If you’ve ever read a Colin Dexter book before then you should already know what to expect here. Dexter is a competent crime writer, and Inspector Morse has gone down in history as one of literature’s great detectives. I’m not convinced that he’s on a par with Sherlock Holmes or Hercule Poirot, but he is still a lot of fun to read. Especially if you’re working on a crime novel of your own, like I am.

In this book, Morse and Lewis get up to their usual tricks, investigating a murder in Oxford. Mor
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Rob Smith, Jr.
Sep 23, 2014 rated it really liked it  ·  review of another edition
Shelves: read-2014
This is the third in the Inspector Morse series I've read and continue to like the series more and more. It was just a couple of months ago that I happened to come across most of the Morse series at a used book store and took a gamble and picked them up. I'm so glad I did.

This one has the many layers that the other books do of what seems like a simple story. As Inspector Morse gets on the trail, and soon to be many trails, to solve the mystery he finds deadends, misdirections and so much more th
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Yngvild
Jan 06, 2010 rated it it was amazing  ·  review of another edition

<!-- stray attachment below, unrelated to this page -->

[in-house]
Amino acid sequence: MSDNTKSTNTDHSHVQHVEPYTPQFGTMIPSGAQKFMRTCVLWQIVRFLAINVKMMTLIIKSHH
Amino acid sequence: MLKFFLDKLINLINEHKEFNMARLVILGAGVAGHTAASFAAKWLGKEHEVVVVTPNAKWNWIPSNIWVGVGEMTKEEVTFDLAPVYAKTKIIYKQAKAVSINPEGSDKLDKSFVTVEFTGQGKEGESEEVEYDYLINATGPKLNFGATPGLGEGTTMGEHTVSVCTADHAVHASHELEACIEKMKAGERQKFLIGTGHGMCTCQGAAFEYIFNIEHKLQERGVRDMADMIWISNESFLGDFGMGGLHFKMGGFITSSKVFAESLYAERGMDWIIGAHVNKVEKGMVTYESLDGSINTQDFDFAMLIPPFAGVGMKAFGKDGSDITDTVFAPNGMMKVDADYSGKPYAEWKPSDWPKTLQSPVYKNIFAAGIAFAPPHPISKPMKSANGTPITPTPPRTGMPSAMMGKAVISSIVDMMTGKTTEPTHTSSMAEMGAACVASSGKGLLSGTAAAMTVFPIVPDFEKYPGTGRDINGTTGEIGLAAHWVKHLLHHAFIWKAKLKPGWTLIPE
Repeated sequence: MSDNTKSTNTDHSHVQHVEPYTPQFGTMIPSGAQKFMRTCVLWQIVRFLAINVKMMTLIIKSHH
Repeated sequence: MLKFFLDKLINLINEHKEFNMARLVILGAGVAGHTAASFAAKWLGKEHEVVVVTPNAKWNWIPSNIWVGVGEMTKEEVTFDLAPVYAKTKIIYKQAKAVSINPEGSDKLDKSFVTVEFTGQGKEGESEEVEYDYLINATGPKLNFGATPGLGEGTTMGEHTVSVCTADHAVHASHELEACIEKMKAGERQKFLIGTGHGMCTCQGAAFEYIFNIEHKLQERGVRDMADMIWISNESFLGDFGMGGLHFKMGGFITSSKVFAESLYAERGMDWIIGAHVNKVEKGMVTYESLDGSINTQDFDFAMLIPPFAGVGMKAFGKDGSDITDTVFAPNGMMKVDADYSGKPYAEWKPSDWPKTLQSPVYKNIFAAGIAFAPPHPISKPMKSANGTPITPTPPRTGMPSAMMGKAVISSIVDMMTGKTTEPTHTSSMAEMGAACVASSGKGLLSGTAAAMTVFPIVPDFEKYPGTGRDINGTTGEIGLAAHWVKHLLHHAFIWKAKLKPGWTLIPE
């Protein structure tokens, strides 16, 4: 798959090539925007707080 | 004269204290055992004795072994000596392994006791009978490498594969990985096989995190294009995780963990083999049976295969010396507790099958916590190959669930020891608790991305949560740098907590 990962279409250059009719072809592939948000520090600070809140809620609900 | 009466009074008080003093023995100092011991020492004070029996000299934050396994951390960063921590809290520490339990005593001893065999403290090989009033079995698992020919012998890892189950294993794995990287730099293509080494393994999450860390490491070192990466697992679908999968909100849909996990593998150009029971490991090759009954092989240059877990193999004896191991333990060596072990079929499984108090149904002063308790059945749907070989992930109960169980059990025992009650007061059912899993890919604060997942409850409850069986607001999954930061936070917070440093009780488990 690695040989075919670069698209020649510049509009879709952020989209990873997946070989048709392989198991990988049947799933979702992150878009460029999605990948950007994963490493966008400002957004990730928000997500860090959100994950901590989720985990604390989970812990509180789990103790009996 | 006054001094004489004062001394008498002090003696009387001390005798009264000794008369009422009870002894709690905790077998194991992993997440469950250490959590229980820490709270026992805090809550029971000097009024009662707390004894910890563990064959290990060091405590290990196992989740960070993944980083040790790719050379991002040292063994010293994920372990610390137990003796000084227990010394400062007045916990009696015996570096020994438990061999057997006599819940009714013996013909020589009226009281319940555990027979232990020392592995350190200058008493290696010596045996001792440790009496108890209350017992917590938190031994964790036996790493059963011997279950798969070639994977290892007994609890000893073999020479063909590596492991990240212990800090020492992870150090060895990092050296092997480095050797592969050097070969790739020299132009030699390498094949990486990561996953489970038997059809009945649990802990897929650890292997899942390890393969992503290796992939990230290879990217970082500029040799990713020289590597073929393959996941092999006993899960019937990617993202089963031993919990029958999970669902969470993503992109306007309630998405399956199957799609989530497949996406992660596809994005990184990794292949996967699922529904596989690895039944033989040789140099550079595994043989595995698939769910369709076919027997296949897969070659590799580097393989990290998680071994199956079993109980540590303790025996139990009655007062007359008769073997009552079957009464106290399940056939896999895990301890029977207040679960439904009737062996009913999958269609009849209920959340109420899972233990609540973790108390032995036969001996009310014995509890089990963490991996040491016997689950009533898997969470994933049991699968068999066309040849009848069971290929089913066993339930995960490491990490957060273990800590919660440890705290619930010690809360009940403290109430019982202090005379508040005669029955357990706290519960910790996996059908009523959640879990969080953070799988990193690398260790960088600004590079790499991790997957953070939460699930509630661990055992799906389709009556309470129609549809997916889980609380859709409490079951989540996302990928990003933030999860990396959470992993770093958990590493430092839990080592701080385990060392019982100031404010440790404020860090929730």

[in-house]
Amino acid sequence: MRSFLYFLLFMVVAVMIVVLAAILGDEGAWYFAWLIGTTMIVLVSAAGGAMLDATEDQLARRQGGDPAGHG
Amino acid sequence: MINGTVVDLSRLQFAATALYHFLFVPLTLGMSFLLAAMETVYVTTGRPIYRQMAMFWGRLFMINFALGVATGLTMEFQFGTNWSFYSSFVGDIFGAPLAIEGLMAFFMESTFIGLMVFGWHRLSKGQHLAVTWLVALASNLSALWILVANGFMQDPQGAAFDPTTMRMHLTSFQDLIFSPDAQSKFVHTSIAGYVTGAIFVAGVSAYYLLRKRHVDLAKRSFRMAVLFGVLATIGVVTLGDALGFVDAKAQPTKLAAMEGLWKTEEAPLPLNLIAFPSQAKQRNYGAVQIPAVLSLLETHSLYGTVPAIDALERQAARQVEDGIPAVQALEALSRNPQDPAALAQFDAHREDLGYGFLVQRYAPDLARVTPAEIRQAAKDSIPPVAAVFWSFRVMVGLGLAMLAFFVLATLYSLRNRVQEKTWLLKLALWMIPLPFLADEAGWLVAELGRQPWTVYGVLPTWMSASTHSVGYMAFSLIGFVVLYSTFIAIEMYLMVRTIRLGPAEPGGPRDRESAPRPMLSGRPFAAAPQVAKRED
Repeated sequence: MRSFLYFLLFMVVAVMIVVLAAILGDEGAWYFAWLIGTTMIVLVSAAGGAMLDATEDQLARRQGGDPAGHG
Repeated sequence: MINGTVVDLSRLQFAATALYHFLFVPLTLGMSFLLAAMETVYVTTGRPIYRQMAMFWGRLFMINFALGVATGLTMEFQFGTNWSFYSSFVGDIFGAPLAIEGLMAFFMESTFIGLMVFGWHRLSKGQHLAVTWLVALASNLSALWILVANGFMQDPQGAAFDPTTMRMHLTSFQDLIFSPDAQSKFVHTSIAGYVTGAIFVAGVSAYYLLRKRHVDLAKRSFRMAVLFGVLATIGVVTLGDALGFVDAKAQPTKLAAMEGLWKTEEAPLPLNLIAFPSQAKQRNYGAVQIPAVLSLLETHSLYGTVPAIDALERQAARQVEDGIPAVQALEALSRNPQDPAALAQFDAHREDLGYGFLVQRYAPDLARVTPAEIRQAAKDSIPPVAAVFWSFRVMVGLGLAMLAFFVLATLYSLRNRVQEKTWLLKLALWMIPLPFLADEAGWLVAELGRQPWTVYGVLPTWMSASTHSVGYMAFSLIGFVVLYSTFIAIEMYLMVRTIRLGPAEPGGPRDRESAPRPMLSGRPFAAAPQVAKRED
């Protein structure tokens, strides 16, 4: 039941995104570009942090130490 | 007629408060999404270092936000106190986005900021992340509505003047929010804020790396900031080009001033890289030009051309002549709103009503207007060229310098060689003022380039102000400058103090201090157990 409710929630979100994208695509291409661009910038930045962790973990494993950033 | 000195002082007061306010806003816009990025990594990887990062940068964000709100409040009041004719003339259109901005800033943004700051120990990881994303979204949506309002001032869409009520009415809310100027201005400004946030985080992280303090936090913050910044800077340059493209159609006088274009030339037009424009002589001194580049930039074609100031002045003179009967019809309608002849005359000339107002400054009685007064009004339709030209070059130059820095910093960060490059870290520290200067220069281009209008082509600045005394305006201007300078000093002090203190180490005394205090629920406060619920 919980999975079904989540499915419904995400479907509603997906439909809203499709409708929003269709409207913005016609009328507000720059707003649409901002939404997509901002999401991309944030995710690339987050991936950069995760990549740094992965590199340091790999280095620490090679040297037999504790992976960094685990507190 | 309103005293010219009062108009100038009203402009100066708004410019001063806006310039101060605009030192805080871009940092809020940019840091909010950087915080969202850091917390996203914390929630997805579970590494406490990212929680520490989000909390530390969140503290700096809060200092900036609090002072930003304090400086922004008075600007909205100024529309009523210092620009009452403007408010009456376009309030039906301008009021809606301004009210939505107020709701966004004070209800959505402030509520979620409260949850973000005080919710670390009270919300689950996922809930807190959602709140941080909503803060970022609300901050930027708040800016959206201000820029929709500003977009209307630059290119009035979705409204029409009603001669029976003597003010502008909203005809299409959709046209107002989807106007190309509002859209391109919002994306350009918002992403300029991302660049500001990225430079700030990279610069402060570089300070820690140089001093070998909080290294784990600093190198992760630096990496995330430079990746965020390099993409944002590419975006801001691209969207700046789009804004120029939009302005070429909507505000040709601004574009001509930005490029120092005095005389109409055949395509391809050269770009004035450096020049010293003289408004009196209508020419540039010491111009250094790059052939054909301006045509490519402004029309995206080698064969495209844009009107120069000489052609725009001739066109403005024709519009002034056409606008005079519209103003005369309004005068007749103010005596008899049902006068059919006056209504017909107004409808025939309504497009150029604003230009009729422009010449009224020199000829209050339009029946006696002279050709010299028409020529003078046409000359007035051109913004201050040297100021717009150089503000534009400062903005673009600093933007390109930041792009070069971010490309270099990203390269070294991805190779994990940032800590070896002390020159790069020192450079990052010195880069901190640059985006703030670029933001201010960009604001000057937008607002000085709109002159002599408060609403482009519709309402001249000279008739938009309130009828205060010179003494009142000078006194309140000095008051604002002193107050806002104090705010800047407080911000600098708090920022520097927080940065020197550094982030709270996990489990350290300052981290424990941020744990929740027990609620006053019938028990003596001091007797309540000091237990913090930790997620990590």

Shelves: detective, mystery
I confess, the title of The Dead of Jericho is what lures me back to this favourite Colin Dexter novel. Of course, it is a murder mystery, but the Morse books are never primarily about the plot.

Jericho, in the book, is an older Oxford neighbourhood of row houses slightly off the main thoroughfare and now home to a mix of elderly, working poor, and artsy young. To respectable people like Chief Inspector Morse, Jericho is apparently a place where they can be anonymous; not exactly slumming, but ce
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AngryGreyCat
May 20, 2016 rated it really liked it  ·  review of another edition
I read The Dead of Jericho last night, book 5 in Colin Dexter’s Morse series. I love Morse, as bull headed and antagonistic, as he is, there is just something about him that I really enjoy in these books. The Jericho in the title refers to an area of Oxford, in which the murder(s) takes place. Morse finds himself somewhat personally involved with this murder investigation because he knew the victim and had in fact been recently to the house. Morse walks a delicate line trying to solve the case w ...more
Eva Müller
Apr 06, 2013 rated it it was amazing  ·  review of another edition
Shelves: crime
I really liked the development of the relationship between Morse and Lewis in this book. There were already a few paragraphs in the earlier books but it was never that much. Here we finally get a bit more. A lot of it is shouting at the other (Morse) or secretly wishing the other in hell (Lewis) but there are also some really touching scenes where they (in private) acknowledge that they do like and care about each other.

Apart from that the puzzle was again amazing. You always get me with classi